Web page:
Japan, without a doubt, is one of the most fashionable places you can find yourself. Keeping up with the Japanese in terms of fashion can put a dent in your wallet—but it doesn’t have to. Secondhand online shopping for both designer and fast fashion is booming at the moment, which means you’ve got an abundance of choice right at your fingertips, literally.
Investing in a few high-quality, timeless pieces that form the backbone of a capsule wardrobe saves you not only space, but frequent trips to fast-fashion shops to buy clothing that won’t last more than a few washes. Creating less waste and using fewer resources also means it’s eco on top of cheapo. Let’s look into three popular options for buying online secondhand clothing and more online:
Zozotown has quickly become one of Japan’s largest and most popular online fashion retailers. Zozoused is its thrift shop sister site with close to a million items in stock. Even with basic Japanese (or Google Translate), the search function is easy to navigate and extremely detailed. If you’re looking for a white Issey Miyake skirt, medium length, in size small, with a floral pattern, under ¥3,000, you can search for exactly that. Also, items are put into four quality categories, ranging from brand new to an acceptable condition. Shipping is set at a ¥200 flat fee.
Many of you are familiar with Ragtag, a popular high-end pre-owned fashion chain. But if you’re looking for something specific, it might be a smarter choice to browse the 250,000 items online than search through all its brick-and-mortar stores. The search functions aren’t as detailed as Zozo’s but very similar, and you can definitely find some gems there. Shipping is free.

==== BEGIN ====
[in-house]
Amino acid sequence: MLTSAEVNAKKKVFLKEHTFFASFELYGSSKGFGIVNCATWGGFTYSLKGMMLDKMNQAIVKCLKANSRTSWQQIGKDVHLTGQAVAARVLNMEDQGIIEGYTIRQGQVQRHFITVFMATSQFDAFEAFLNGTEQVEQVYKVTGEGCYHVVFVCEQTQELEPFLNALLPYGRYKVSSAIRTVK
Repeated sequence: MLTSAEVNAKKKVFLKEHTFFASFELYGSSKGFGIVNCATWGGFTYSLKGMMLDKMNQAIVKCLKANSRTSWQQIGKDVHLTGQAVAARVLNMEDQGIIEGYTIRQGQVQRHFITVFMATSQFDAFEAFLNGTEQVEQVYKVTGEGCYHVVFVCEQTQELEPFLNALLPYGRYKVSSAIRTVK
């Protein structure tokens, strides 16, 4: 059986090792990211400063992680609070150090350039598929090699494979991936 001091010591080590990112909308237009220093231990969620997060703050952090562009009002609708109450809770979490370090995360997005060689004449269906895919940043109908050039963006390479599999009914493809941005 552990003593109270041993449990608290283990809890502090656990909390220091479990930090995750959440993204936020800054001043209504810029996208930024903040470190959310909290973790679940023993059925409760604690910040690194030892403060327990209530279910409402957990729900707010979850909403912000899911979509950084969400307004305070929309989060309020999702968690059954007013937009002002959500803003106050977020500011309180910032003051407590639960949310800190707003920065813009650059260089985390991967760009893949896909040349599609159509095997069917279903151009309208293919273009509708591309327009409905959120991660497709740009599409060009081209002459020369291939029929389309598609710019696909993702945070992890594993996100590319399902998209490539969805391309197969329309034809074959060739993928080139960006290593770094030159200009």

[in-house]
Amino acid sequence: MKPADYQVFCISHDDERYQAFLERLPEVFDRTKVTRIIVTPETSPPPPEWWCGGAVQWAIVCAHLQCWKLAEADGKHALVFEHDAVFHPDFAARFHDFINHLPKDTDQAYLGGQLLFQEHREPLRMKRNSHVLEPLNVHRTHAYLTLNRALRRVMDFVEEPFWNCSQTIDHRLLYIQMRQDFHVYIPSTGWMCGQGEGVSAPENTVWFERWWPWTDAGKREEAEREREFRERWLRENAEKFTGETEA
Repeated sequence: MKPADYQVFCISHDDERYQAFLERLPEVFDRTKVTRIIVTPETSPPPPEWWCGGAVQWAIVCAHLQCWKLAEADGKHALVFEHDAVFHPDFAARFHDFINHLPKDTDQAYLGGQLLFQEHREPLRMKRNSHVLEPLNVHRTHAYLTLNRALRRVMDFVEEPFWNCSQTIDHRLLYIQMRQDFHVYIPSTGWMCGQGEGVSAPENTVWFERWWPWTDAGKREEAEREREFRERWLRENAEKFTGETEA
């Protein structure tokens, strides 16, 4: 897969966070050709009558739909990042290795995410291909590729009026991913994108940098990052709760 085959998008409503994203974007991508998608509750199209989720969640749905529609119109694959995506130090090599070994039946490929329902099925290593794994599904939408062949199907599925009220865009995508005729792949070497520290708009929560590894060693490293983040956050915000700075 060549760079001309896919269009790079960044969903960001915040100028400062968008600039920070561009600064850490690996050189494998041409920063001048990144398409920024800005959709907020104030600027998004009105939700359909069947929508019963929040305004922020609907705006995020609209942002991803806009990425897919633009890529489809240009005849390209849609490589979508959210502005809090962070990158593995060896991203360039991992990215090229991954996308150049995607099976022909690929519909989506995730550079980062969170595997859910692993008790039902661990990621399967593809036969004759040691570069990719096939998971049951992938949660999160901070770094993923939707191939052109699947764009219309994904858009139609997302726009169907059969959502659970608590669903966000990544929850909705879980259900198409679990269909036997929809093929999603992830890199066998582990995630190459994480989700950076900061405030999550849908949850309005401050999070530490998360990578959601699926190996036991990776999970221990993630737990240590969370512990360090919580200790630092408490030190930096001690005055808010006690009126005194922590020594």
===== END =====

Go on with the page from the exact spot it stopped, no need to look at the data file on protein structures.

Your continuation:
Mercari has taken the country by storm and Japanese people are selling all sorts of items, including designer shoes, bags and fashion directly from user to user via this flea market app. The app also exists in the US, so going over to the American version and familiarizing yourself with it in English first can help you navigate if your Japanese isn’t up to snuff. It offers search functions that can narrow down your hunt by brand, category and size, but the easiest way is to enter search keywords. Users rate each other, so sellers are very responsive to questions posted in the comment section of items for sale. Descriptions are usually very detailed, including measurements and materials, which gives you the confidence to shop online. Shipping varies, but is usually included.
Pro tip: Have coveted goods lying around? See our full guide on how to sell on Mercari.
Overall Japanese people usually treat their goods with great care and often sell new or good-as-new items online with a discount, which makes secondhand shopping in Japan a no-brainer. Beware, from now on all your commutes will be spent swipe-hunting for that designer piece you always wanted!
If you really must take your shopping to the streets, try these popular secondhand shops in Tokyo.